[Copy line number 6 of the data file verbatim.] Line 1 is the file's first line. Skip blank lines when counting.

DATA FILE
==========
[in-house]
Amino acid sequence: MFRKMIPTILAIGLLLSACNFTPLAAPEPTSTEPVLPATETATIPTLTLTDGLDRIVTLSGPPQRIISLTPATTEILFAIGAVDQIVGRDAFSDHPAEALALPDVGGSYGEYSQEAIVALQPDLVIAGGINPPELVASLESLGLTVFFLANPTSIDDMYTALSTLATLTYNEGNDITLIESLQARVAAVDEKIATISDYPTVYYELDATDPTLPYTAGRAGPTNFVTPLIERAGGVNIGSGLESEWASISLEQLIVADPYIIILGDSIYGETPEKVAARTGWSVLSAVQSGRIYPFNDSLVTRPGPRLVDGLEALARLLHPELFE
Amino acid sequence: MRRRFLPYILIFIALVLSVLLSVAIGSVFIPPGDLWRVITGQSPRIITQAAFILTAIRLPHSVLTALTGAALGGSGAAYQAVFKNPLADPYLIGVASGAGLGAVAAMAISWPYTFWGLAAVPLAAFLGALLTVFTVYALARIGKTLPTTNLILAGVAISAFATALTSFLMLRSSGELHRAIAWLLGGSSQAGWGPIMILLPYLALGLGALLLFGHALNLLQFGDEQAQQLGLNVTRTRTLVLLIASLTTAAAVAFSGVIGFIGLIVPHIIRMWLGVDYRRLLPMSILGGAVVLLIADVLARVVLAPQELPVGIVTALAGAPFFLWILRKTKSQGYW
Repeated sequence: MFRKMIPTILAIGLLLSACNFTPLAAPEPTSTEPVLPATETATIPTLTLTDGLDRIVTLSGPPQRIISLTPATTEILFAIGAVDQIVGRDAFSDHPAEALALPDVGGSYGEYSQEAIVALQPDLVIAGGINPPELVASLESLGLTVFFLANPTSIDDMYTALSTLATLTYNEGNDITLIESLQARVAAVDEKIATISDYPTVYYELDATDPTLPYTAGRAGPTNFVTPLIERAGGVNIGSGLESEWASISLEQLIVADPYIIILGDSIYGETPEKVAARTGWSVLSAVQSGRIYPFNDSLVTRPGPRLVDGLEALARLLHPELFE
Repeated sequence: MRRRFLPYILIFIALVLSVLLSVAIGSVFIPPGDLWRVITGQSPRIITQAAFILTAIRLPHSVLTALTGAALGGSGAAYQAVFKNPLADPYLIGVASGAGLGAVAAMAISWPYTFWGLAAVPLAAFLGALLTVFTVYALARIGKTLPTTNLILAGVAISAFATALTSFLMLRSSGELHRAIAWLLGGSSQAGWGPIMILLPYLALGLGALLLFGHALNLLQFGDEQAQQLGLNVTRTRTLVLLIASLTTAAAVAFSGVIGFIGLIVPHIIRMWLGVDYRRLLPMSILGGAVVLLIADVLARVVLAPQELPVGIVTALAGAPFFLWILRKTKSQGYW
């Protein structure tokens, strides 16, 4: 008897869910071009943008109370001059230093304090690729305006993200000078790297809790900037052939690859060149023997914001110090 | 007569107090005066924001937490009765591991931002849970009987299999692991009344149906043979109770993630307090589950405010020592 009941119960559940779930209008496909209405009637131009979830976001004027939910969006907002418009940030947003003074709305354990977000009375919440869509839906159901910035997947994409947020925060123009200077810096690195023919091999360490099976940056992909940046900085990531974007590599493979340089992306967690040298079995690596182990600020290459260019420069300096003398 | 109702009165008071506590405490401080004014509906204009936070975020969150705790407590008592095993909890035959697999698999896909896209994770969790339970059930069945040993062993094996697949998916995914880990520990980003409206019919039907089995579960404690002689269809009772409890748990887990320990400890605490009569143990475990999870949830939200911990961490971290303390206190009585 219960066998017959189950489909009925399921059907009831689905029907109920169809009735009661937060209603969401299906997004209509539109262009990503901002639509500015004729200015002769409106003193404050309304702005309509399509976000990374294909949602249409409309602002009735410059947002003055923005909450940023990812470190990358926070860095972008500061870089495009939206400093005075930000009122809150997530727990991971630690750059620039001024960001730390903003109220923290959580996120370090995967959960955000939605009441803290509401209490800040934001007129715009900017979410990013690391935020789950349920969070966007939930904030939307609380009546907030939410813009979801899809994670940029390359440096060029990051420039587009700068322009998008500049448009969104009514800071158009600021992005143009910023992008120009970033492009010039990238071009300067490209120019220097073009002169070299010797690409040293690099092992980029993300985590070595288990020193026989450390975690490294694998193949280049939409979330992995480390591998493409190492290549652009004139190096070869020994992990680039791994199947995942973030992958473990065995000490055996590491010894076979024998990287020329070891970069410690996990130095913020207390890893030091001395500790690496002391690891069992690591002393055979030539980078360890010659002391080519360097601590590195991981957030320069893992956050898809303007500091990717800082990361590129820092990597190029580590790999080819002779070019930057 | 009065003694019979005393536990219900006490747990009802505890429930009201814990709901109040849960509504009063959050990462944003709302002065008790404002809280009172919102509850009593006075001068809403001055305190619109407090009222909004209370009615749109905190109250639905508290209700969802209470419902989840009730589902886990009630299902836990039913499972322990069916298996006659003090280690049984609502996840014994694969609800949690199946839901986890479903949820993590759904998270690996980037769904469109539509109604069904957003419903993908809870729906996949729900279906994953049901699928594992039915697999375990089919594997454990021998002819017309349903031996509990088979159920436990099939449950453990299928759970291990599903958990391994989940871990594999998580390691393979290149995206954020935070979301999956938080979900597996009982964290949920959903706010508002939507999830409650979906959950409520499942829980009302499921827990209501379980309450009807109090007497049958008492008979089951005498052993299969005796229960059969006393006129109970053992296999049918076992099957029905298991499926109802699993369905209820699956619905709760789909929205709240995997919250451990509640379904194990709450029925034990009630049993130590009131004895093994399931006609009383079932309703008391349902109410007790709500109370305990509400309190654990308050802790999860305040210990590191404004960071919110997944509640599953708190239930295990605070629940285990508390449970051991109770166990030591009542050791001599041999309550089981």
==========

């Protein structure tokens, strides 16, 4: 008897869910071009943008109370001059230093304090690729305006993200000078790297809790900037052939690859060149023997914001110090 | 007569107090005066924001937490009765591991931002849970009987299999692991009344149906043979109770993630307090589950405010020592 009941119960559940779930209008496909209405009637131009979830976001004027939910969006907002418009940030947003003074709305354990977000009375919440869509839906159901910035997947994409947020925060123009200077810096690195023919091999360490099976940056992909940046900085990531974007590599493979340089992306967690040298079995690596182990600020290459260019420069300096003398 | 109702009165008071506590405490401080004014509906204009936070975020969150705790407590008592095993909890035959697999698999896909896209994770969790339970059930069945040993062993094996697949998916995914880990520990980003409206019919039907089995579960404690002689269809009772409890748990887990320990400890605490009569143990475990999870949830939200911990961490971290303390206190009585 219960066998017959189950489909009925399921059907009831689905029907109920169809009735009661937060209603969401299906997004209509539109262009990503901002639509500015004729200015002769409106003193404050309304702005309509399509976000990374294909949602249409409309602002009735410059947002003055923005909450940023990812470190990358926070860095972008500061870089495009939206400093005075930000009122809150997530727990991971630690750059620039001024960001730390903003109220923290959580996120370090995967959960955000939605009441803290509401209490800040934001007129715009900017979410990013690391935020789950349920969070966007939930904030939307609380009546907030939410813009979801899809994670940029390359440096060029990051420039587009700068322009998008500049448009969104009514800071158009600021992005143009910023992008120009970033492009010039990238071009300067490209120019220097073009002169070299010797690409040293690099092992980029993300985590070595288990020193026989450390975690490294694998193949280049939409979330992995480390591998493409190492290549652009004139190096070869020994992990680039791994199947995942973030992958473990065995000490055996590491010894076979024998990287020329070891970069410690996990130095913020207390890893030091001395500790690496002391690891069992690591002393055979030539980078360890010659002391080519360097601590590195991981957030320069893992956050898809303007500091990717800082990361590129820092990597190029580590790999080819002779070019930057 | 009065003694019979005393536990219900006490747990009802505890429930009201814990709901109040849960509504009063959050990462944003709302002065008790404002809280009172919102509850009593006075001068809403001055305190619109407090009222909004209370009615749109905190109250639905508290209700969802209470419902989840009730589902886990009630299902836990039913499972322990069916298996006659003090280690049984609502996840014994694969609800949690199946839901986890479903949820993590759904998270690996980037769904469109539509109604069904957003419903993908809870729906996949729900279906994953049901699928594992039915697999375990089919594997454990021998002819017309349903031996509990088979159920436990099939449950453990299928759970291990599903958990391994989940871990594999998580390691393979290149995206954020935070979301999956938080979900597996009982964290949920959903706010508002939507999830409650979906959950409520499942829980009302499921827990209501379980309450009807109090007497049958008492008979089951005498052993299969005796229960059969006393006129109970053992296999049918076992099957029905298991499926109802699993369905209820699956619905709760789909929205709240995997919250451990509640379904194990709450029925034990009630049993130590009131004895093994399931006609009383079932309703008391349902109410007790709500109370305990509400309190654990308050802790999860305040210990590191404004960071919110997944509640599953708190239930295990605070629940285990508390449970051991109770166990030591009542050791001599041999309550089981």